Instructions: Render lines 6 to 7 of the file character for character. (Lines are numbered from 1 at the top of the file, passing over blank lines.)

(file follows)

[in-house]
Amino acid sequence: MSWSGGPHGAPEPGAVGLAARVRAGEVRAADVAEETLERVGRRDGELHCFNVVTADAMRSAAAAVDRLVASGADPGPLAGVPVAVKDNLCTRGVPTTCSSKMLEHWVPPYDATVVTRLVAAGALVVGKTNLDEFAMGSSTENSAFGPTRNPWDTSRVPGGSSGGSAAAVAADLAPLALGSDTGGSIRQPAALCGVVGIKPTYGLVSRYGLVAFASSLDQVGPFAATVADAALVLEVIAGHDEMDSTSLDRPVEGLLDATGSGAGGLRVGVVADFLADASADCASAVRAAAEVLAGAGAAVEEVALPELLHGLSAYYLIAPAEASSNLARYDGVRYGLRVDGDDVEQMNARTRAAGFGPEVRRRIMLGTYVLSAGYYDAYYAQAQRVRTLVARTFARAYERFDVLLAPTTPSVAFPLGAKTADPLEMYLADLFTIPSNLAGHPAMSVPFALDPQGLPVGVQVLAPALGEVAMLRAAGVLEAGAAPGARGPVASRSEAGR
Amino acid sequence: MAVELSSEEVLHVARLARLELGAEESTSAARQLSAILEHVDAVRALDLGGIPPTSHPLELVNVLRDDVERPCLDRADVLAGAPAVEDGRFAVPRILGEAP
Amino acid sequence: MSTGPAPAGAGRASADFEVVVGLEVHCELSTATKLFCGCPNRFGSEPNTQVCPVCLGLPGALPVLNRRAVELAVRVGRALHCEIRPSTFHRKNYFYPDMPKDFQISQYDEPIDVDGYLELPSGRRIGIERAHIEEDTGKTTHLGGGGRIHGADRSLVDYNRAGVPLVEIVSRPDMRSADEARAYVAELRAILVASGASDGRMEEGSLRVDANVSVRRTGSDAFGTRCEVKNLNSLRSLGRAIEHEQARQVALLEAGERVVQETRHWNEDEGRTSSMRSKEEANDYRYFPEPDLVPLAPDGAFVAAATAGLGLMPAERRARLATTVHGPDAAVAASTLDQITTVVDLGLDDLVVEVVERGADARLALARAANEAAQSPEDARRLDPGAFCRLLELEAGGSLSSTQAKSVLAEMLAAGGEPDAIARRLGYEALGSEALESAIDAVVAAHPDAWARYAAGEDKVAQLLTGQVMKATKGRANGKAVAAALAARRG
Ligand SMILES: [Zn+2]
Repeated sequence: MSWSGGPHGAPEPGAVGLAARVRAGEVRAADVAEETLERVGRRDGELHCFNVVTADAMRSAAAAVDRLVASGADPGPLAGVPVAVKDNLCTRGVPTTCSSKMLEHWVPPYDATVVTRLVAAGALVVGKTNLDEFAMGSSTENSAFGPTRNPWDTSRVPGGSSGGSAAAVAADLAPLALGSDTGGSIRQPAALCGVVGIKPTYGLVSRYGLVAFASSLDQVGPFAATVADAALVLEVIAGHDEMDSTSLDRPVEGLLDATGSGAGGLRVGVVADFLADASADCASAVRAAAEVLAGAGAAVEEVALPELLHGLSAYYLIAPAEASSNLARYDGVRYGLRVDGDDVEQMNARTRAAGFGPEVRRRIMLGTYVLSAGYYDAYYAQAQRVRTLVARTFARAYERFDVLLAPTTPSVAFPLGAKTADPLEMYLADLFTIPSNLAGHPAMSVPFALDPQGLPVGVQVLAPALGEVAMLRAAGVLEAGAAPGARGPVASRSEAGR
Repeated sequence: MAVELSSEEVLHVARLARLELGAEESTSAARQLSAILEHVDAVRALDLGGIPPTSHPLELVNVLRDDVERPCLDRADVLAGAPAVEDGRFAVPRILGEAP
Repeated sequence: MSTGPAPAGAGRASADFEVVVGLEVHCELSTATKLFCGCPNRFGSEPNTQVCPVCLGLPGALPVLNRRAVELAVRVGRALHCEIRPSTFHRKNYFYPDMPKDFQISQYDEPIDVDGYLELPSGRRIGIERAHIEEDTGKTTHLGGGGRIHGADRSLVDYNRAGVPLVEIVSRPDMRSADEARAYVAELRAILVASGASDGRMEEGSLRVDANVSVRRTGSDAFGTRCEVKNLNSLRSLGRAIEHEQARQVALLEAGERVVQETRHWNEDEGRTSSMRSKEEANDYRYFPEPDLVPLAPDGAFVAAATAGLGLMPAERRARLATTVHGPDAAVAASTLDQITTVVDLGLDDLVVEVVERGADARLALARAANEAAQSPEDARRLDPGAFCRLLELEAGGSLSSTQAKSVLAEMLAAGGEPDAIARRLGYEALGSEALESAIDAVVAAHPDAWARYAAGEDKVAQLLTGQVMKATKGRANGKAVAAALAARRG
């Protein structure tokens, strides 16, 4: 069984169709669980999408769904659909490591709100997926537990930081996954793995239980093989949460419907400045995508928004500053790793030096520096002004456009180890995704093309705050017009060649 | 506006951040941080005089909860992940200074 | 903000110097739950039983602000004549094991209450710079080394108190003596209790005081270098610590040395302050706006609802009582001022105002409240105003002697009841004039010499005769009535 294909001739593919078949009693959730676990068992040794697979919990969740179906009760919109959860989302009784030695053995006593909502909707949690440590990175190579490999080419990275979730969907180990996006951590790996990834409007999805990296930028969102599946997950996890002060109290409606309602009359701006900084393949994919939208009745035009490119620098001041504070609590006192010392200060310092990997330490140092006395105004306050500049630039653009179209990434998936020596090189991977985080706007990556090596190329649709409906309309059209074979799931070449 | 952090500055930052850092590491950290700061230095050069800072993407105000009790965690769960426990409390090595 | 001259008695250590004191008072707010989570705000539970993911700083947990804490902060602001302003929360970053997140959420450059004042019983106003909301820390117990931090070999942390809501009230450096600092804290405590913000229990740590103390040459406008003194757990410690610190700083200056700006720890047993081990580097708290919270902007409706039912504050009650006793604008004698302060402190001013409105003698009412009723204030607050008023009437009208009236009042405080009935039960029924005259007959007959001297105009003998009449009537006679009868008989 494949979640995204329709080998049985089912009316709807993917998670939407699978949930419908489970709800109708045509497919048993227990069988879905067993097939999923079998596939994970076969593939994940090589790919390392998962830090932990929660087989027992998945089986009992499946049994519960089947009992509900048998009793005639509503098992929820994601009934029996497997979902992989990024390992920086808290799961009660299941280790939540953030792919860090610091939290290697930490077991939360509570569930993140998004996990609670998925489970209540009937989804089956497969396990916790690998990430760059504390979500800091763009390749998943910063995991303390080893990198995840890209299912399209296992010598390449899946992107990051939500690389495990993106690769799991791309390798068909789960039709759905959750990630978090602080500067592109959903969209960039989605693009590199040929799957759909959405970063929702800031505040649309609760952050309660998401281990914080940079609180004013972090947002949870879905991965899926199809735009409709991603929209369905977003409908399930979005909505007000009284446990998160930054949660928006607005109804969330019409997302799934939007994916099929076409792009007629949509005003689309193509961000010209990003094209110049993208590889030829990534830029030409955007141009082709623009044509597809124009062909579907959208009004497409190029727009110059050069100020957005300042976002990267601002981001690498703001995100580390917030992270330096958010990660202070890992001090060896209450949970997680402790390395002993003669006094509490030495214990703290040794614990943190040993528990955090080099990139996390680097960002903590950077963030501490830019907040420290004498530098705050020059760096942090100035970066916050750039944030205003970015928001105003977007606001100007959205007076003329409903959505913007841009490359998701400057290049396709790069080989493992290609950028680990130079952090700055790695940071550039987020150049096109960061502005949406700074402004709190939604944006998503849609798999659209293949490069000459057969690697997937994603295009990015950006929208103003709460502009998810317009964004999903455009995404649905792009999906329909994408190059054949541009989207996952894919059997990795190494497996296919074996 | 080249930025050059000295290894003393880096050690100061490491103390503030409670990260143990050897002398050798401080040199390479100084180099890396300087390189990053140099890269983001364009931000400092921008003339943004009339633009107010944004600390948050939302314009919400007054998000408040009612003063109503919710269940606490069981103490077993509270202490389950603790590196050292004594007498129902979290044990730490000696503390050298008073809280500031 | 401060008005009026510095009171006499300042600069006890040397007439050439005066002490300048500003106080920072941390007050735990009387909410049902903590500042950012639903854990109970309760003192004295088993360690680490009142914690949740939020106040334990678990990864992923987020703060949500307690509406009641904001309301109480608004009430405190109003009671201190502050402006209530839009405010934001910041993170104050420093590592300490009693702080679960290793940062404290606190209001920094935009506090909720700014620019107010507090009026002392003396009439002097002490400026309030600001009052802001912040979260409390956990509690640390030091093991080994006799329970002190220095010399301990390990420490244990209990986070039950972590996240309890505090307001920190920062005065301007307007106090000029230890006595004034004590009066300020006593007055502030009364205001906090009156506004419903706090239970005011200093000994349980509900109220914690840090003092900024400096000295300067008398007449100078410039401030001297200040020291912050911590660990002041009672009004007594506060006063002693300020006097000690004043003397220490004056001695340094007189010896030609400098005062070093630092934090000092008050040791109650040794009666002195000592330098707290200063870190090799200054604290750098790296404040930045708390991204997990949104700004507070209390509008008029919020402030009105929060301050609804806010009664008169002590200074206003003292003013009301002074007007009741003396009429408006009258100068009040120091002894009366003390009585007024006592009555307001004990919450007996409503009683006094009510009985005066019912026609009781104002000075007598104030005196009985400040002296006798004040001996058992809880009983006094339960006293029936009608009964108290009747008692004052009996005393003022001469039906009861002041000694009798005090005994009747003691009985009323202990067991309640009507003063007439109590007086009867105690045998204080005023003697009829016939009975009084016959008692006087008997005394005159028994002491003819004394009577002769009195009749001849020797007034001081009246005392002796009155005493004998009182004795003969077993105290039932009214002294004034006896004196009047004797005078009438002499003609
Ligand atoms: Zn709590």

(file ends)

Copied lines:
Repeated sequence: MSWSGGPHGAPEPGAVGLAARVRAGEVRAADVAEETLERVGRRDGELHCFNVVTADAMRSAAAAVDRLVASGADPGPLAGVPVAVKDNLCTRGVPTTCSSKMLEHWVPPYDATVVTRLVAAGALVVGKTNLDEFAMGSSTENSAFGPTRNPWDTSRVPGGSSGGSAAAVAADLAPLALGSDTGGSIRQPAALCGVVGIKPTYGLVSRYGLVAFASSLDQVGPFAATVADAALVLEVIAGHDEMDSTSLDRPVEGLLDATGSGAGGLRVGVVADFLADASADCASAVRAAAEVLAGAGAAVEEVALPELLHGLSAYYLIAPAEASSNLARYDGVRYGLRVDGDDVEQMNARTRAAGFGPEVRRRIMLGTYVLSAGYYDAYYAQAQRVRTLVARTFARAYERFDVLLAPTTPSVAFPLGAKTADPLEMYLADLFTIPSNLAGHPAMSVPFALDPQGLPVGVQVLAPALGEVAMLRAAGVLEAGAAPGARGPVASRSEAGR
Repeated sequence: MAVELSSEEVLHVARLARLELGAEESTSAARQLSAILEHVDAVRALDLGGIPPTSHPLELVNVLRDDVERPCLDRADVLAGAPAVEDGRFAVPRILGEAP